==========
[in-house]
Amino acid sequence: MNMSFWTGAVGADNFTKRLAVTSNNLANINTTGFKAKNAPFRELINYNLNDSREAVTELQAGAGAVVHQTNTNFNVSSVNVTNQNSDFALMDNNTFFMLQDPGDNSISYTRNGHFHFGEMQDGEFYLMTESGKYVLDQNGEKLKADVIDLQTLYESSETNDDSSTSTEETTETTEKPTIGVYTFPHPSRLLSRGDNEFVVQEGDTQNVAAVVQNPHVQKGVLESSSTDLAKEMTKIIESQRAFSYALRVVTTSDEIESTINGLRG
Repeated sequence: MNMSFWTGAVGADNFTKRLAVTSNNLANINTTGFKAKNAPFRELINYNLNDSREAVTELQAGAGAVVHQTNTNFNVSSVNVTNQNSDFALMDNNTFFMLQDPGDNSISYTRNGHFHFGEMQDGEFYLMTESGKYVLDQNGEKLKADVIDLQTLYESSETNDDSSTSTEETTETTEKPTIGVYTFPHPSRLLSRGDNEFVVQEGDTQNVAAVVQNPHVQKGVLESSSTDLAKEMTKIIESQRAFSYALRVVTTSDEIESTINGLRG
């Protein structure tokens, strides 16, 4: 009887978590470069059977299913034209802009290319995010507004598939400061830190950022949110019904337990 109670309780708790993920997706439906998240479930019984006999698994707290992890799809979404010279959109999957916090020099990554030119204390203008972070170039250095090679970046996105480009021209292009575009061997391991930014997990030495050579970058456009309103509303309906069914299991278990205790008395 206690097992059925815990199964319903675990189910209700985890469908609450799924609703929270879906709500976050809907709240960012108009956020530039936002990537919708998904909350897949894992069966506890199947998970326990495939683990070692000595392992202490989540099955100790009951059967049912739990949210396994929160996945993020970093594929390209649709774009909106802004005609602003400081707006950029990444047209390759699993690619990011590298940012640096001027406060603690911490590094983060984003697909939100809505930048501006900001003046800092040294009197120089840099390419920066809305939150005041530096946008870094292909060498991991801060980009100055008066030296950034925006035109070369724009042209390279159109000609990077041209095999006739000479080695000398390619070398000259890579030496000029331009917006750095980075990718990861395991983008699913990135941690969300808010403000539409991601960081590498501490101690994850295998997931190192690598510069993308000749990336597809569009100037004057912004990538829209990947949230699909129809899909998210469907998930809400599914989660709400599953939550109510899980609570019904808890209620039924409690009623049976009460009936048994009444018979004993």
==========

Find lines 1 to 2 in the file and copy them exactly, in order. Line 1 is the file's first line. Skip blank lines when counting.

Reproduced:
[in-house]
Amino acid sequence: MNMSFWTGAVGADNFTKRLAVTSNNLANINTTGFKAKNAPFRELINYNLNDSREAVTELQAGAGAVVHQTNTNFNVSSVNVTNQNSDFALMDNNTFFMLQDPGDNSISYTRNGHFHFGEMQDGEFYLMTESGKYVLDQNGEKLKADVIDLQTLYESSETNDDSSTSTEETTETTEKPTIGVYTFPHPSRLLSRGDNEFVVQEGDTQNVAAVVQNPHVQKGVLESSSTDLAKEMTKIIESQRAFSYALRVVTTSDEIESTINGLRG